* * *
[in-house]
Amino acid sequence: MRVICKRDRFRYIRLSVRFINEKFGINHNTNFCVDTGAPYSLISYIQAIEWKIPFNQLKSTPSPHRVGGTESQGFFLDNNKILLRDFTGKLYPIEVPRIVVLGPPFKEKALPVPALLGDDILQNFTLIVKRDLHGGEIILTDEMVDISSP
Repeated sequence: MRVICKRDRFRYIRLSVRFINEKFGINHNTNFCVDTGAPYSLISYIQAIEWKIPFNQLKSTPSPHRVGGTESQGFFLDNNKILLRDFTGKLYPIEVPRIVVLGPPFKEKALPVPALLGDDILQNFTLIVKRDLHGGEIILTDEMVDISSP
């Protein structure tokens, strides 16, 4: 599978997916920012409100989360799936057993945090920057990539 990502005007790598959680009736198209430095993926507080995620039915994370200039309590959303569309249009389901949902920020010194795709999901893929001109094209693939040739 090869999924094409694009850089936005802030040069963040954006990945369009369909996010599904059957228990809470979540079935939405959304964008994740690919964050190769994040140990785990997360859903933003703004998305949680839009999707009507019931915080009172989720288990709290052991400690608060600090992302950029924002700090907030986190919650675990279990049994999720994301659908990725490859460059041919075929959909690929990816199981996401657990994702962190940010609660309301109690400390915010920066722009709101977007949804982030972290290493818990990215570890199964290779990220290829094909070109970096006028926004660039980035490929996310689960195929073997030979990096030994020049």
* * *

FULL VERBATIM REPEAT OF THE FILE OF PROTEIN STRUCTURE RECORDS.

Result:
[in-house]
Amino acid sequence: MRVICKRDRFRYIRLSVRFINEKFGINHNTNFCVDTGAPYSLISYIQAIEWKIPFNQLKSTPSPHRVGGTESQGFFLDNNKILLRDFTGKLYPIEVPRIVVLGPPFKEKALPVPALLGDDILQNFTLIVKRDLHGGEIILTDEMVDISSP
Repeated sequence: MRVICKRDRFRYIRLSVRFINEKFGINHNTNFCVDTGAPYSLISYIQAIEWKIPFNQLKSTPSPHRVGGTESQGFFLDNNKILLRDFTGKLYPIEVPRIVVLGPPFKEKALPVPALLGDDILQNFTLIVKRDLHGGEIILTDEMVDISSP
């Protein structure tokens, strides 16, 4: 599978997916920012409100989360799936057993945090920057990539 990502005007790598959680009736198209430095993926507080995620039915994370200039309590959303569309249009389901949902920020010194795709999901893929001109094209693939040739 090869999924094409694009850089936005802030040069963040954006990945369009369909996010599904059957228990809470979540079935939405959304964008994740690919964050190769994040140990785990997360859903933003703004998305949680839009999707009507019931915080009172989720288990709290052991400690608060600090992302950029924002700090907030986190919650675990279990049994999720994301659908990725490859460059041919075929959909690929990816199981996401657990994702962190940010609660309301109690400390915010920066722009709101977007949804982030972290290493818990990215570890199964290779990220290829094909070109970096006028926004660039980035490929996310689960195929073997030979990096030994020049």